c( mean(x) + c(-1.96,1.96)*sd(x), quantile(x, c(0.025,0.975)) )}))

pred.rf.int
2.5%    97.5%
1  7.826896 16.05521  9.915482 15.31431
2 11.010662 19.35793 12.298995 18.64296
3 14.296697 23.61657 14.749248 21.11239
4 18.000229 23.73539 18.237448 22.10331


Now, comparing these with the intervals generated by adding normal deviation to predictions with standard deviation as MSE like @GregSnow suggested we get,

pred.rf.int2 <- sapply(1:4, function(i) {
tmp <- pred.rf$individual[i,] + rnorm(1000, 0, sqrt(fit2$mse))
quantile(tmp, c(0.025, 0.975))
})
t(pred.rf.int2)
2.5%    97.5%
[1,]  7.486895 17.21144
[2,] 10.551811 20.50633
[3,] 12.959318 23.46027
[4,] 16.444967 24.57601


The interval by both these approaches are now looking very close. Plotting the prediction interval for the three approaches against the error distribution in this case looks as below

• Black lines = prediction intervals from linear regression,
• Red lines = Random forest intervals calculated on Individual Predictions,
• Blue lines = Random forest intervals calculated by adding normal deviation to predictions

Now, let us re-run the simulation but this time increasing the variance of the error term. If our prediction interval calculations are good, we should end up with wider intervals than what we got above.

set.seed(1)
x1 <- rep( 0:1, each=500 )
x2 <- rep( 0:1, each=250, length=1000 )
y <- 10 + 5*x1 + 10*x2 - 3*x1*x2 + rnorm(1000,mean=0,sd=5)

fit1 <- lm(y~x1+x2)
newdat <- expand.grid(x1=0:1,x2=0:1)
predict(fit1,newdata=newdat,interval = "prediction")
fit       lwr      upr
1 10.75006  0.503170 20.99695
2 13.90714  3.660248 24.15403
3 19.47638  9.229490 29.72327
4 22.63346 12.386568 32.88035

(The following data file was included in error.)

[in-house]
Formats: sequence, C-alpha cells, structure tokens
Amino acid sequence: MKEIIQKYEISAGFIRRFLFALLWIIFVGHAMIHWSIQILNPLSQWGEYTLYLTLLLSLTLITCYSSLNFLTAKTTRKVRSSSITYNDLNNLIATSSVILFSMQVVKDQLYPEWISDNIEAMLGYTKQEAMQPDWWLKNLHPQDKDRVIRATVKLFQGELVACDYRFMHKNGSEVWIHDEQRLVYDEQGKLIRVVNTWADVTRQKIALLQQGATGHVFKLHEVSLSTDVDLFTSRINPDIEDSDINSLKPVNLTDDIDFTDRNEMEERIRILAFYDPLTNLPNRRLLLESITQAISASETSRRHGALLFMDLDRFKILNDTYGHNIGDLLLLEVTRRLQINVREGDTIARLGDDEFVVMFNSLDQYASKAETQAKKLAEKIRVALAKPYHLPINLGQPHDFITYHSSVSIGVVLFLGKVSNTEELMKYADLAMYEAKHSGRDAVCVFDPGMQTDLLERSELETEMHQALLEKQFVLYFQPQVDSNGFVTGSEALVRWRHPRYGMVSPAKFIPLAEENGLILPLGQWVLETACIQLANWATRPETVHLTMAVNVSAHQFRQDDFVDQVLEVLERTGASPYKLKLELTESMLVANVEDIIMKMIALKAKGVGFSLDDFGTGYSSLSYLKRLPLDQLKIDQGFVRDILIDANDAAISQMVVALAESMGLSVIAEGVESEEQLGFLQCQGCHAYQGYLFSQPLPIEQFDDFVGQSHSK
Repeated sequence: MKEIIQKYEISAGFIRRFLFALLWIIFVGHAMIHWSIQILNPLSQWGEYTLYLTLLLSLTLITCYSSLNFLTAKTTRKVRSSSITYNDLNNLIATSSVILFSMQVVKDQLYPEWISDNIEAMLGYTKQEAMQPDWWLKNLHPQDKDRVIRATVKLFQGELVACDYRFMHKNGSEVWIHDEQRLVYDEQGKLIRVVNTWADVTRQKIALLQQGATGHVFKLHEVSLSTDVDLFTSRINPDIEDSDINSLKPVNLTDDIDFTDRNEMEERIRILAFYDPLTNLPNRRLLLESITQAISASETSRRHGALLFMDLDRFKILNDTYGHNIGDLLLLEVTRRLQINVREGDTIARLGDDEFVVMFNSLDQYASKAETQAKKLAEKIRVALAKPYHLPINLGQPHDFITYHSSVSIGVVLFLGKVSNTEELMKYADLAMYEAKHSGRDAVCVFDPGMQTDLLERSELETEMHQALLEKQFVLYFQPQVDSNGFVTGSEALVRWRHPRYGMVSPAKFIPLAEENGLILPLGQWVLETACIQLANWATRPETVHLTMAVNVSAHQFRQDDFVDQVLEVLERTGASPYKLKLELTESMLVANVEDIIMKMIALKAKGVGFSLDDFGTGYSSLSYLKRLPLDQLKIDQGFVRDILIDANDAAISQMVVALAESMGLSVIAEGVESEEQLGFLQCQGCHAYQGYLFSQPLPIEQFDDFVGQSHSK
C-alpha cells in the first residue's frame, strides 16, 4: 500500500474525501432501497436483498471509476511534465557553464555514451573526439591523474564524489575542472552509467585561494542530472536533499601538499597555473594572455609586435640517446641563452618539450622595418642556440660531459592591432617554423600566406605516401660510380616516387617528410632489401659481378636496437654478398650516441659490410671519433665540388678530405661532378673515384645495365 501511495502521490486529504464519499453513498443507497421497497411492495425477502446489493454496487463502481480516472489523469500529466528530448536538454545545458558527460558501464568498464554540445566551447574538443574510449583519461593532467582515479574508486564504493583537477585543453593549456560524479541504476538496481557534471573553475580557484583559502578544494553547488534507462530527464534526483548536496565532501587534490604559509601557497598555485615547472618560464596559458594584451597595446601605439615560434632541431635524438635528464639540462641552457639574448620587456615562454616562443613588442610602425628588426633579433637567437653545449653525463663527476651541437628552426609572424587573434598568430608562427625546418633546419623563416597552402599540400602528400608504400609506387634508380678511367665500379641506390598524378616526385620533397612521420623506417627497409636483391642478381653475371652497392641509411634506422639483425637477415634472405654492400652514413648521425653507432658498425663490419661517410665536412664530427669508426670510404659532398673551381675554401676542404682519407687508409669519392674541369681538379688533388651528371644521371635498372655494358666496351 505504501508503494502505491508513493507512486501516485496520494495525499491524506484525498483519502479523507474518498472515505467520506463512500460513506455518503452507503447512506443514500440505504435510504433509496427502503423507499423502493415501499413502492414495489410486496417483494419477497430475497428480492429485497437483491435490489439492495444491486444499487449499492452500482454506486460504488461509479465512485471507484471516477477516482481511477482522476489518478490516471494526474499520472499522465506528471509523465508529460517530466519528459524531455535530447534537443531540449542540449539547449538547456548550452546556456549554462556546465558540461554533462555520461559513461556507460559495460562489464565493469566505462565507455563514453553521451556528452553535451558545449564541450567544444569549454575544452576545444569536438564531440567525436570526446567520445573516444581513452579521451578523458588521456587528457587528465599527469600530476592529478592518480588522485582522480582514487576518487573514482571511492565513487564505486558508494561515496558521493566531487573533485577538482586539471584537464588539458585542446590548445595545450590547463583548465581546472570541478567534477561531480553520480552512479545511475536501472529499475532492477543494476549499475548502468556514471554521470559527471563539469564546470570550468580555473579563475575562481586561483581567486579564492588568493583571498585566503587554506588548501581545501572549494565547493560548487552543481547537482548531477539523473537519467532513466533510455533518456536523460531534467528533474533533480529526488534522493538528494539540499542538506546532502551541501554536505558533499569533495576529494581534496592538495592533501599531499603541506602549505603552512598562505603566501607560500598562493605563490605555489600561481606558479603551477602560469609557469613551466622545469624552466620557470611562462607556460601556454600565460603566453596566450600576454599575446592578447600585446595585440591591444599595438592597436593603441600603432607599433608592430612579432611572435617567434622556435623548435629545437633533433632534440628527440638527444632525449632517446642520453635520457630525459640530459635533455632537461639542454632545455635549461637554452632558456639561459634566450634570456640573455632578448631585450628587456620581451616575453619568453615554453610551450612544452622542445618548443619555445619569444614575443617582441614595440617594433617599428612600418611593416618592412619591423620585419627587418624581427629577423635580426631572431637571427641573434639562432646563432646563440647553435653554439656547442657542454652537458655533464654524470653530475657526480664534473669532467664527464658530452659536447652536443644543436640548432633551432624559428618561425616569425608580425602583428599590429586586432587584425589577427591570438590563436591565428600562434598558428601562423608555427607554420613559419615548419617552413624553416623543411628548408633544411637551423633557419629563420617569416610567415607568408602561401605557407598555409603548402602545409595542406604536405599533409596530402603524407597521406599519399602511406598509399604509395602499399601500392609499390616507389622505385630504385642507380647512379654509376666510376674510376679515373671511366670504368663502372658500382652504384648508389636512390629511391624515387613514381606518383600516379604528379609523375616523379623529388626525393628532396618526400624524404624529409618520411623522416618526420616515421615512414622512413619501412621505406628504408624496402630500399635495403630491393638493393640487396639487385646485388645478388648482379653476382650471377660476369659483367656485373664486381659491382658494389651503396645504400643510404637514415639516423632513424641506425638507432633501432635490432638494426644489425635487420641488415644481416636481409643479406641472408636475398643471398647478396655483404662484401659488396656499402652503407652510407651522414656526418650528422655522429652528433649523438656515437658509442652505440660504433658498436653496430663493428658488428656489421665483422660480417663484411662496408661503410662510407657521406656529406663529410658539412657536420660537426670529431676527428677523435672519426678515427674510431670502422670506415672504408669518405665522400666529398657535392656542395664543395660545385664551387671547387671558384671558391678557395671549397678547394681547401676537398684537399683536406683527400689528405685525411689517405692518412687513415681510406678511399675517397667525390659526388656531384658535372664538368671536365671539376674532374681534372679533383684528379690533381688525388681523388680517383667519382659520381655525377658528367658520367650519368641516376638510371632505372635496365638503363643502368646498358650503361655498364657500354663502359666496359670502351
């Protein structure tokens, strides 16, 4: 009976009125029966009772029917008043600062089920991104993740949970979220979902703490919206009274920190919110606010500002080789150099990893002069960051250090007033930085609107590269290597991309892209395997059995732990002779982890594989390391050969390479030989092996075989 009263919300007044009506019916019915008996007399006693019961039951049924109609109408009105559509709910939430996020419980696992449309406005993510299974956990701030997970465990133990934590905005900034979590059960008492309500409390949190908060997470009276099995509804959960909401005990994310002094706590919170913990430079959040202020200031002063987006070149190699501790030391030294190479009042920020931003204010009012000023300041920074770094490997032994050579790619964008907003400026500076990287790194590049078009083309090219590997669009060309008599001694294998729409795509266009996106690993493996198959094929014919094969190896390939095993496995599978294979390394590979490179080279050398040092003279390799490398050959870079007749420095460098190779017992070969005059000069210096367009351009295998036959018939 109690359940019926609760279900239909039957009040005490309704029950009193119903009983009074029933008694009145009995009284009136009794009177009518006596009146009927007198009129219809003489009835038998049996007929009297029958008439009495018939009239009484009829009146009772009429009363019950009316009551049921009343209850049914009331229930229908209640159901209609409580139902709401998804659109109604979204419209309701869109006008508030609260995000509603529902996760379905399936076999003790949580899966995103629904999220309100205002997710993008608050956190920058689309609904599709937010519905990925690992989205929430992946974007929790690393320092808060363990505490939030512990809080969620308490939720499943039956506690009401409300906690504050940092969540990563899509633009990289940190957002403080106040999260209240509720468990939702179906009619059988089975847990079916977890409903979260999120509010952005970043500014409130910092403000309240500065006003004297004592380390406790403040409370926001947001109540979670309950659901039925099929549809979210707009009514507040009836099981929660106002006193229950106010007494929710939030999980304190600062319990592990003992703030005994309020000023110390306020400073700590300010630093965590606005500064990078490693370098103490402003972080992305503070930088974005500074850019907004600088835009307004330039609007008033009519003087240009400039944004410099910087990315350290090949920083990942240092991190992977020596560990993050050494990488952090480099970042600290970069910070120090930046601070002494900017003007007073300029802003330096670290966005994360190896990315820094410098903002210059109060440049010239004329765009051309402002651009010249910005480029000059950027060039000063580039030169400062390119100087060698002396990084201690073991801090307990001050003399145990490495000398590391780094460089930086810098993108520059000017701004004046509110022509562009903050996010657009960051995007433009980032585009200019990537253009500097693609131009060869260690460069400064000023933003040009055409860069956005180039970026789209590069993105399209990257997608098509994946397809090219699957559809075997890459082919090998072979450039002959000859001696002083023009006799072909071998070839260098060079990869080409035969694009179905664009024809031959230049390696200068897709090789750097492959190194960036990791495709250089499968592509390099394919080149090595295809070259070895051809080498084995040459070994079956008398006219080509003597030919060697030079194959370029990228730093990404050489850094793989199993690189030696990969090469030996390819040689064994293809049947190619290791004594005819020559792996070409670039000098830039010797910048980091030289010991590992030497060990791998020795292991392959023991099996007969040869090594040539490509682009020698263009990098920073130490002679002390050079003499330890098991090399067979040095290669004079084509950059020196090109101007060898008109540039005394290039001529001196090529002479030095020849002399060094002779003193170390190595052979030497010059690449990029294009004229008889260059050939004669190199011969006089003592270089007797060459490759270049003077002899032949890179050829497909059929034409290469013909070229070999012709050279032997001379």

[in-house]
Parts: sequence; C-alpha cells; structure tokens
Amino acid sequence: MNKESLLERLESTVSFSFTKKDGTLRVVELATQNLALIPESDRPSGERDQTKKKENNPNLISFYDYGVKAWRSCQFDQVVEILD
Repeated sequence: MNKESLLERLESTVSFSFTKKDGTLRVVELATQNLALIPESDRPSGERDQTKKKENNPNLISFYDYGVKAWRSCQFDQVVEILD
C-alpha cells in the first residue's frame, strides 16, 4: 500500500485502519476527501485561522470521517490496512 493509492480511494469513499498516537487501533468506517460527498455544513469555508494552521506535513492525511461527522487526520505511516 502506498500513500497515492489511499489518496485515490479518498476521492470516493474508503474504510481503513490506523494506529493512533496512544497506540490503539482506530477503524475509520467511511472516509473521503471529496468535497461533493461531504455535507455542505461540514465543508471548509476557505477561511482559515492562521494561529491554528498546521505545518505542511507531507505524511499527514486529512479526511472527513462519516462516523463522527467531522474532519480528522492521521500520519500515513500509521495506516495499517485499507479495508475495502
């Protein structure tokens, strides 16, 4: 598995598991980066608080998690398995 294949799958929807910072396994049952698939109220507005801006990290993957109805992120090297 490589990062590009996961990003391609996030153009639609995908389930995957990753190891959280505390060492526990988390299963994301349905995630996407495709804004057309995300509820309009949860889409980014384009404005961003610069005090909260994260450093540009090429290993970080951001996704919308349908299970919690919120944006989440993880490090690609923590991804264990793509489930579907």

set.seed(1)
fit2 <- randomForest(y~x1+x2,localImp=T)
pred.rf.int <- t(apply( pred.rf$individual, 1, function(x){ c( mean(x) + c(-1.96,1.96)*sd(x), quantile(x, c(0.025,0.975)) )})) pred.rf.int 2.5% 97.5% 1 7.889934 15.53642 9.564565 15.47893 2 10.616744 18.78837 11.965325 18.51922 3 15.024598 23.67563 14.724964 21.43195 4 17.967246 23.88760 17.858866 22.54337 pred.rf.int2 <- sapply(1:4, function(i) { tmp <- pred.rf$individual[i,] + rnorm(1000, 0, sqrt(fit2$mse)) quantile(tmp, c(0.025, 0.975)) }) t(pred.rf.int2) 2.5% 97.5% [1,] 1.291450 22.89231 [2,] 4.193414 25.93963 [3,] 7.428309 30.07291 [4,] 9.938158 31.63777  Now, this makes it clear that calculating the prediction intervals by the second approach is far more accurate and is yielding results quite close to the prediction interval from linear regression. Taking the assumption of normality, there is another easier way to compute the prediction intervals from random forest. From each of the individual trees we have the predicted value ($\mu_i$) as well as the mean squared error ($MSE_i$). So prediction from each individual tree can be thought of as$ N(\mu_i,RMSE_i)$. Using the normal distribution properties our prediction from the random forest would have the distribution$N(\sum \mu_i/n, \sum RMSE_i/n)$. Applying this to the example we discussed above, we get the below results mean.rf <- pred.rf$aggregate
sd.rf <- mean(sqrt(fit2\$mse))
pred.rf.int3 <- cbind(mean.rf - 1.96*sd.rf, mean.rf + 1.96*sd.rf)
pred.rf.int3
1  1.332711 22.09364
2  4.322090 25.08302
3  8.969650 29.73058
4 10.546957 31.30789